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As some posters have already relayed to you, if this ticket doesn’t deliver the conservative evangelical vote it is hard to imagine what would.
You are certainly accurately describing her “Christian Heritage Week” resolution as a “real controversy”. As you know, I don’t believe it is up to the government at any level to tell people of any faith what week or day they should feel particularly religious. That’s why we have religious leaders who will presumably tell believers to honor their heritage and worship every day of every week. There is absolutely no good (that is, non-pandering reason) to make these governmental salutes to religion.
Alaska’s “Christian Heritage Week” just happens to be a particularly offensive version of so-called “civil religion”. Here are just a few of its problems:
* Jefferson and Madison are quoted completely out of context here–both would be appalled at this idea and, in fact, Jefferson routinely refused to sign “day of prayer” proclamations sent to him by Congress;
*Patrick Henry may have been happy to comment on “sin”; but luckily for America his view of the role of religion in the nation was not that held by the majority of the Framers. In this country the government tries to stop “crimes”; it leaves the correction of “sinning” to the conscience of the people;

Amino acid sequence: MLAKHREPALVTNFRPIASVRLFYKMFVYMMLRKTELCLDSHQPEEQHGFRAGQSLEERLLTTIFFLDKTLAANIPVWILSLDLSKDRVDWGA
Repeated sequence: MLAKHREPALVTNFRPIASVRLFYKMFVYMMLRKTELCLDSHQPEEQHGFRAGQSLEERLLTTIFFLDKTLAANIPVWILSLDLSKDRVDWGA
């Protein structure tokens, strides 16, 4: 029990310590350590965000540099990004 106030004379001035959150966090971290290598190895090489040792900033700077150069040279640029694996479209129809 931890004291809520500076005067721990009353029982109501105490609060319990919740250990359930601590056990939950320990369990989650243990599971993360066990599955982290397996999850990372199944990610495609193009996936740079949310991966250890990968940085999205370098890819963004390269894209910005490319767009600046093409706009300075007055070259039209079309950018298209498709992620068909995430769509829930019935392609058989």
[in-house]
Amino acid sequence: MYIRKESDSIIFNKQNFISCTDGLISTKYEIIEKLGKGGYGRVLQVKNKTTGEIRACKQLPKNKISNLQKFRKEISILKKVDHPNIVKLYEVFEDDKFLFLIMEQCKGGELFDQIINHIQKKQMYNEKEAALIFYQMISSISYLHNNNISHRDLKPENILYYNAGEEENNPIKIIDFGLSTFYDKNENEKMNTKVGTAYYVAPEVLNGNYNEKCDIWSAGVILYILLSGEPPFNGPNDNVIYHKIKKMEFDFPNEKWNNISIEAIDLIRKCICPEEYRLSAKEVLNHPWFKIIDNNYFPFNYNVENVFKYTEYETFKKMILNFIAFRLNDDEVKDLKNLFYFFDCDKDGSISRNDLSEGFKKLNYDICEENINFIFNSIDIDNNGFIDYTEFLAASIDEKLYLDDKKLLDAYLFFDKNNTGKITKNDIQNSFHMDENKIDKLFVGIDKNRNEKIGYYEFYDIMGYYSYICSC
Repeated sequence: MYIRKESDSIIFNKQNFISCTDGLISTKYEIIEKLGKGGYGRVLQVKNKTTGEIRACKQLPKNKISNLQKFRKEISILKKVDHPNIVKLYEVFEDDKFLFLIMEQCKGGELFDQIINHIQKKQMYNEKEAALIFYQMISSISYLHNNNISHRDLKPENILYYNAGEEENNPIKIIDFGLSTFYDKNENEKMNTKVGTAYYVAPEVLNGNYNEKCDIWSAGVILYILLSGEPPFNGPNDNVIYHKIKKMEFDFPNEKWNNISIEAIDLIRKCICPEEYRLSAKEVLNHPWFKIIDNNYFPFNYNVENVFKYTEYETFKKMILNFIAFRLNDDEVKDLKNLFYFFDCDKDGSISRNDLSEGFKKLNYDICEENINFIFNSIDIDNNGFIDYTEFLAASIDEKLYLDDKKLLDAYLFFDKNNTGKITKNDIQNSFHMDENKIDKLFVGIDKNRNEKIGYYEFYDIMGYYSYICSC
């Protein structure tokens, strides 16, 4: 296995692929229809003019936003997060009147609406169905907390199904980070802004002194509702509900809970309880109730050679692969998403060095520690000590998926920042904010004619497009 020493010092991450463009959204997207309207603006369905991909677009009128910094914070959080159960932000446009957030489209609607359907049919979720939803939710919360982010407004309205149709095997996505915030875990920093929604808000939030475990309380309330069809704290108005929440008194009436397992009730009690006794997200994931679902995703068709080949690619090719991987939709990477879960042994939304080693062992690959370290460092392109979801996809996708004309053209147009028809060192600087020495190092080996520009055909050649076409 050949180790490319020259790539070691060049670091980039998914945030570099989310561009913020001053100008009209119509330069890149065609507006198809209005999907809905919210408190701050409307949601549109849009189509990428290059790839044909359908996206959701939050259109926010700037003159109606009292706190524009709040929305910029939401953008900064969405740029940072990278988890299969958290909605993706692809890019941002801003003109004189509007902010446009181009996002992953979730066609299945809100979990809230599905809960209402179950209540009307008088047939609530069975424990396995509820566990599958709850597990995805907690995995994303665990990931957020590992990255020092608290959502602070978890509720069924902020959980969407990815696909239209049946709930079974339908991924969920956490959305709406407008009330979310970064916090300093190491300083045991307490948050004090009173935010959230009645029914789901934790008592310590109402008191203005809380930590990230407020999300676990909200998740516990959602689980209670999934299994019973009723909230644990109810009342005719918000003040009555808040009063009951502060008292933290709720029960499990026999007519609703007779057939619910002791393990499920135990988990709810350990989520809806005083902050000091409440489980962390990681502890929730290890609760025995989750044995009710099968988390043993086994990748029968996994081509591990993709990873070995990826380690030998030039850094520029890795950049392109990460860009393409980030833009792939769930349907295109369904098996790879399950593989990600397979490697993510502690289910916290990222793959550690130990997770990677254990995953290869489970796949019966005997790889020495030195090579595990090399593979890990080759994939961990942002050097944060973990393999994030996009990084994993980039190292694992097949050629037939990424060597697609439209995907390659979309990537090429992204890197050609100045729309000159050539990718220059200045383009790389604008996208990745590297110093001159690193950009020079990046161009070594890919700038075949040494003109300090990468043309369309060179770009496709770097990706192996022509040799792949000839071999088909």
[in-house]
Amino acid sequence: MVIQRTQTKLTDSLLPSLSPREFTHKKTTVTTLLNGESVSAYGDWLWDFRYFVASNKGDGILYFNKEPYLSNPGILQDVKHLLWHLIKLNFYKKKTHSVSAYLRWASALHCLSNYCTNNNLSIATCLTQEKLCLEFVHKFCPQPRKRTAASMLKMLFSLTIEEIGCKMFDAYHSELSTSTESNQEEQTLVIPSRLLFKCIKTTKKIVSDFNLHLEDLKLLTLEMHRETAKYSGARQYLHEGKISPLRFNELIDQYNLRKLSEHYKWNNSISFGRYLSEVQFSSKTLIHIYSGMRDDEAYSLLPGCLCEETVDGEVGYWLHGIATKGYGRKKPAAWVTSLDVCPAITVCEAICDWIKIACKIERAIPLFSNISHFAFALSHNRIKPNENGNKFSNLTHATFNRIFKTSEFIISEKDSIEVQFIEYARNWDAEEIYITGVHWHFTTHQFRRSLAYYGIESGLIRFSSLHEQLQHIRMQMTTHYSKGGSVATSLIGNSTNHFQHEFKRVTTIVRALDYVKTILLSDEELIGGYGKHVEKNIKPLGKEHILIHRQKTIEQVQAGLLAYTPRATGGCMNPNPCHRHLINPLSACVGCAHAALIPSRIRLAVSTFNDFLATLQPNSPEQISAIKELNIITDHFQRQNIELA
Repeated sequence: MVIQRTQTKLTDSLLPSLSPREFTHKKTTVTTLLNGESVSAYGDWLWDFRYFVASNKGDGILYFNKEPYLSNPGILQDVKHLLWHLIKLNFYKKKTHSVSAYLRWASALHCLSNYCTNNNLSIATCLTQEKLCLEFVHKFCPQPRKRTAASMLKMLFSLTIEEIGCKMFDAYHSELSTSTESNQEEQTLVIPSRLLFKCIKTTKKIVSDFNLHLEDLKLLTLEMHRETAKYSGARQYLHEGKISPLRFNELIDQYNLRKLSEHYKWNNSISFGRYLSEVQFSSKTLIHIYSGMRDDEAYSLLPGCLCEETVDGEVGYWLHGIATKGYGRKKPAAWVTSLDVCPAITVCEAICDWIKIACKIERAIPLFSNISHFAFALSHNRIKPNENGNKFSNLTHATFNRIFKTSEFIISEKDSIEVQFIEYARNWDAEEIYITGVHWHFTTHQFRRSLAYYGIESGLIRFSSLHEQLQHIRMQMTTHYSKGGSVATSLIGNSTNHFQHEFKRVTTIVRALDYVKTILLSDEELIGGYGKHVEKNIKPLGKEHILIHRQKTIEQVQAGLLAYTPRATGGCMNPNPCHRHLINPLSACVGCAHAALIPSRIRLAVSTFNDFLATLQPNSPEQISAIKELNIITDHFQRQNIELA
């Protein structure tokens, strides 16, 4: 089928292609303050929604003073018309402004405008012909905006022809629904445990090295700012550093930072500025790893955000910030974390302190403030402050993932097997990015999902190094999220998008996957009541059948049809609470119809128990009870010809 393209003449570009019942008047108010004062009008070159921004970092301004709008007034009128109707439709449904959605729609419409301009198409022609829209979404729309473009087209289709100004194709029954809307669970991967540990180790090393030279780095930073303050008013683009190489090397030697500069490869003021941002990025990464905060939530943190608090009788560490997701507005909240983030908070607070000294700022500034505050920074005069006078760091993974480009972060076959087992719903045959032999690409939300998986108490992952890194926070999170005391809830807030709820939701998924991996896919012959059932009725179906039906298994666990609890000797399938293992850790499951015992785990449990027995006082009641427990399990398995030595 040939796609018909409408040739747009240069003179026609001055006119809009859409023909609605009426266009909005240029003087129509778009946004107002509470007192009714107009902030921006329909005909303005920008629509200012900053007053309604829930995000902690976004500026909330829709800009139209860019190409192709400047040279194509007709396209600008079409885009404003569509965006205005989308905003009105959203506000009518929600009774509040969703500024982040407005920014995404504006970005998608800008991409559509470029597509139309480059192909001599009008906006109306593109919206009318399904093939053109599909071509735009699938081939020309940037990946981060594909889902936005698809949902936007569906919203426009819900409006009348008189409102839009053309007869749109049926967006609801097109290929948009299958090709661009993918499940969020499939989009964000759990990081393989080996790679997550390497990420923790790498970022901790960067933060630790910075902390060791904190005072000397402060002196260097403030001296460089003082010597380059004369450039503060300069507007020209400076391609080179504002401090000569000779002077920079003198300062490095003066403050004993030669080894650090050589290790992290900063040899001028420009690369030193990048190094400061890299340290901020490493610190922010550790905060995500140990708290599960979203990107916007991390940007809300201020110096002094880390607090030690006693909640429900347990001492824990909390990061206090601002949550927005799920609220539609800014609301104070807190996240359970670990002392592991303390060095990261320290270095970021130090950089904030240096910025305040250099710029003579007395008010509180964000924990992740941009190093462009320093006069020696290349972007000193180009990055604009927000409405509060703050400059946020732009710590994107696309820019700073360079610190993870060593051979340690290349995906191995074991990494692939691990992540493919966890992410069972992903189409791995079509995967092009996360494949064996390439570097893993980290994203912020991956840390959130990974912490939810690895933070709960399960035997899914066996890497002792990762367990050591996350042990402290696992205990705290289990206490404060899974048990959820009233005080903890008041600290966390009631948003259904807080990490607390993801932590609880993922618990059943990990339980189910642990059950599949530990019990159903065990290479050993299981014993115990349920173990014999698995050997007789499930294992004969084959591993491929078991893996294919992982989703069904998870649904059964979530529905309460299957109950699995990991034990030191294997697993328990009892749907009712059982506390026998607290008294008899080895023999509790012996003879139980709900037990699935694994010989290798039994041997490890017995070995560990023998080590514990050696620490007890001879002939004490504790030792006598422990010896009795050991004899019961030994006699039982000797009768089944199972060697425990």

*Most significantly, this proclamation seeks “to encourage all citizens to celebrate this week”. Alaska has a very diverse religious population, including many folks who adhere to traditional native religions. To suggest that even non-Christians celebrate this historically befuddled “Christian week” is hubris of the highest order. As the legendary Texas writer and musician Kinky Friedman observes: “Do you know how Native Americans pray on Thanksgiving? They say ‘Thanks for nothing’.” I know that is harsh, but I’m sure you get his drift.